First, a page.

A Strategy for the Arctic, Informed by Sound Science
Today, the Obama Administration released the first-ever National Strategy for the Arctic Region—an approach to protecting national security, promoting environmental stewardship, supporting native cultures, providing for appropriate economic development, and strengthening international cooperation in the Arctic region. The Strategy, which was developed by an interagency team of Administration experts with significant input from the State of Alaska and Alaska Native organizations, articulates several key objectives for Federal activity in the Arctic over the next decade—including increased scientific understanding of the region.
The Strategy is guided by the Nation’s interest in safeguarding peace and stability in the Arctic; ensuring that resource management decisions are based on the best available information; strengthening and forging public-private and international partnerships; and coordinating Arctic-based efforts with Alaska Natives. It also serves to focus our national efforts in the Arctic at a time when the region is undergoing rapid environmental change.
Fast-melting ice on land and at sea has important implications for natural Arctic environments, human well-being, national security, transportation, and economic development. For instance, in addition to contributing to further global warming, diminishing sea-ice changes the distribution of species found in regional ocean waters, which in turn can have profound effects on local economies. Waning sea-ice also changes ocean circulation patterns and navigation pathways, with significant impacts for commercial and military navigation.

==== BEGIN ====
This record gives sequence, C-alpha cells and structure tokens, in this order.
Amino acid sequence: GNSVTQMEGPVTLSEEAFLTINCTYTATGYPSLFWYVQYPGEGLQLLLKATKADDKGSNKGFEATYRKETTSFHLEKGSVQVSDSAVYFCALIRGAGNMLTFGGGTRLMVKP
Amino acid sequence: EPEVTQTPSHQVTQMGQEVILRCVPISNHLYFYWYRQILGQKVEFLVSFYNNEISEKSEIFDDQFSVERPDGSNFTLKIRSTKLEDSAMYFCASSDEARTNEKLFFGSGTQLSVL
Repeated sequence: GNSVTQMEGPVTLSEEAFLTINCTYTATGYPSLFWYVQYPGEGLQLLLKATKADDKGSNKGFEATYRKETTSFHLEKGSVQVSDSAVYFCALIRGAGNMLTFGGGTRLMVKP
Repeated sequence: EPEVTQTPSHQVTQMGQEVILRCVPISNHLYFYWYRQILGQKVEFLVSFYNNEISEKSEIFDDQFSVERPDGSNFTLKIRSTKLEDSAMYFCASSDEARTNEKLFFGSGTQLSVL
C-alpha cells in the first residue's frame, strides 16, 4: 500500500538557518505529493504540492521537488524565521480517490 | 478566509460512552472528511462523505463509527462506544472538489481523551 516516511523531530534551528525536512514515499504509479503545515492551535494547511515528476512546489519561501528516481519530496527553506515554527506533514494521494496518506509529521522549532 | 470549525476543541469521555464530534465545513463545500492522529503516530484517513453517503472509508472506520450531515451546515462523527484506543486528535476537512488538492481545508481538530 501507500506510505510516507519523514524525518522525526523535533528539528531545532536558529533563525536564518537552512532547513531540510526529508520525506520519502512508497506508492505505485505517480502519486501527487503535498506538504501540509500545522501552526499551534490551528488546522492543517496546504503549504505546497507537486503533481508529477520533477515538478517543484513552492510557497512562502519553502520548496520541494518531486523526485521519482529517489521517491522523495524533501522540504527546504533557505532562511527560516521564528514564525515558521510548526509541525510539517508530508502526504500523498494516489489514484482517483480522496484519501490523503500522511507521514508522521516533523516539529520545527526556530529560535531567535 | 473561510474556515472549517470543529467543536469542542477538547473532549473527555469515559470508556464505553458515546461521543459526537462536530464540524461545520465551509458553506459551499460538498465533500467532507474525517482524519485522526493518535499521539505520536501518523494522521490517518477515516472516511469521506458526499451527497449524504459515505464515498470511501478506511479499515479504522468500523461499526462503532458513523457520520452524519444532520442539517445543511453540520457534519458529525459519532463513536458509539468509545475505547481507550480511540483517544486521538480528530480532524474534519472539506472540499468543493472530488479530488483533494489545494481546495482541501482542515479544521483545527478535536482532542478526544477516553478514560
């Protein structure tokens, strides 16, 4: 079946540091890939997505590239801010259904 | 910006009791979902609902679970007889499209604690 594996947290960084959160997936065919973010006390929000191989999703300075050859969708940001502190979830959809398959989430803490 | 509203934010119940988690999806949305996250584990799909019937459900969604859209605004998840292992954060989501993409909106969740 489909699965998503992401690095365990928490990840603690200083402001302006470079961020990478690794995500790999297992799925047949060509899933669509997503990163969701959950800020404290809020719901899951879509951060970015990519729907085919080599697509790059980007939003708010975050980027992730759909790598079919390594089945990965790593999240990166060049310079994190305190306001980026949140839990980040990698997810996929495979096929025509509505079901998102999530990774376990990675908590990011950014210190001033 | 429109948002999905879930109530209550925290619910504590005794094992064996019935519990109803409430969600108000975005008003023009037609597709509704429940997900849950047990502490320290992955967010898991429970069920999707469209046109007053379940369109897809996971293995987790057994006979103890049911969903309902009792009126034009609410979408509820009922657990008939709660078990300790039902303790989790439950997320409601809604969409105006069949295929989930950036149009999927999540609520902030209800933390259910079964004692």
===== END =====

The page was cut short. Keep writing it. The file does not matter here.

Addressing these and other threats will require close collaboration with international and regional partners, as well as the continued collection and synthesis of the best available scientific information about the region.
That’s why the Strategy calls for focused attention on better understanding the role of land ice in changing sea levels; the role of sea-ice in the global climate; and the effects of warming permafrost on infrastructure and climate. It also recognizes that scientists stand to benefit from the knowledge and insights of indigenous communities living and working in the Arctic region.
Coupled with improved maps and charts of the Arctic region (vast areas of the Arctic Ocean remain unexplored), this strengthened understanding will foster more informed decisions about how to protect the Arctic environment, conserve its natural resources, and manage its productive and sustainable development.
Much of this scientific work is being coordinated by the Interagency Arctic Research Policy Committee—a team of experts representing 14 Federal agencies and departments who earlier this year released a new 5-year Arctic research plan that will support many of the science-related components of the new Strategy.
John P. Holdren is Assistant to the President for Science and Technology and Director of OSTP
Brendan P. Kelly is Assistant Director for Polar Science at OSTP